Mulgrew collaborated with British Columbian adventurer Colin Angus in writing the account of Angus's travels with Ben Kozel of Australia and Scott Borthwick of South Africa. Amazon Extreme: Three Men, a Raft, and the World's Most Dangerous River is the story of the first group ever to raft the entire length of the Amazon, which they accomplished in five months in 1999 in a rubber raft. The young men ducked gunfire and suffered dehydration and dangerous rapids, but they also were privy to some of the most beautiful landscape and abundant wildlife in the world. "Included is interesting historical background on the Amazon and the mystery and mythology surrounding this awesome river," wrote a writer for the Boating Channel online. "There have been many explorers who leave in search of finding the true source of this river and return with only a possible theory. The question has yet to be answered."


Library Journal's Joseph L. Carlson wrote of Amazon Extreme: "Sure, the information about the Amazon is fascinating, but what lingers is the sensation that we have completed the voyage with the authors." "These pages don't feature a lot of introspection," commented a Kirkus Reviews critic, "but they're also refreshingly free of portentousness, favoring slam-bang episodes of suicidal behavior laced with doses of humor."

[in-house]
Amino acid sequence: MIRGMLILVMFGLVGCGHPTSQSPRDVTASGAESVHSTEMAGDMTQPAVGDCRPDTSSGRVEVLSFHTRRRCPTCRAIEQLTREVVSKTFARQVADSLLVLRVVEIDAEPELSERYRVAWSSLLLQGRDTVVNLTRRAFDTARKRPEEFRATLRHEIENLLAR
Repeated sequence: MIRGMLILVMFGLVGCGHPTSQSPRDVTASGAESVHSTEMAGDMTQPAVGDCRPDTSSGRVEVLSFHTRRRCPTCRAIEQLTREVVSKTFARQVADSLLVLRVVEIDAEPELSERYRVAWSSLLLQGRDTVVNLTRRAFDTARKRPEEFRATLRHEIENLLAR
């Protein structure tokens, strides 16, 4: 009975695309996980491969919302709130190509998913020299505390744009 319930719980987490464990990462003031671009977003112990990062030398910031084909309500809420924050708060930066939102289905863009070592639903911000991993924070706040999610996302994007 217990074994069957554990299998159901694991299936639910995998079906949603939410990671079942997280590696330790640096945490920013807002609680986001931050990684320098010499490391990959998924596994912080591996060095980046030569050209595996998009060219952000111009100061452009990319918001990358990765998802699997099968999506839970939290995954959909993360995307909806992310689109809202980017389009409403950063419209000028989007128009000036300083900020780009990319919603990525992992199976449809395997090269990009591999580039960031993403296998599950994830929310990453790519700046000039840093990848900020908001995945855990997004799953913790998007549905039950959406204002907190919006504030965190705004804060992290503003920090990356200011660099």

Angus and Kozel teamed up with Canadian Remy Quinter and Australian Tim Cope for a similar trek across Outer Mongolia and Siberia in 2001. Mulgrew and Angus documented this adventure in Lost in Mongolia: Rafting the World's Last Unchallenged River.

BIOGRAPHICAL AND CRITICAL SOURCES:


periodicals


Books in Canada, November, 1988, Bruce Serafin, review of Unholy Terror: The Sikhs and International Terrorism, p. 36; November, 1990, David Wilson, review of Final Payoff: The True Price of Convicting Clifford Robert Olson, pp. 43-44.

Kirkus Reviews, January 1, 2002, review of Amazon Extreme: Three Men, a Raft, and the World's Most Dangerous River, p. 26.

Library Journal, March 15, 2002, Joseph L. Carlson, review of Amazon Extreme, p. 100.

Maclean's, July 11, 1988, Jane O'Hara, review of Unholy Terror, p. 48.

Quill & Quire, September, 1988, Philip Plews, review of Unholy Terror, p. 74; October, 1990, Ted Mumford, review of Final Payoff, p. 20; March, 1991, Peter Robinson, review of Who Killed Cindy James?, p. 63.


online


Boating Channel,http://www.boatingchannel.com/ (June 6, 2002), review of Amazon Extreme.*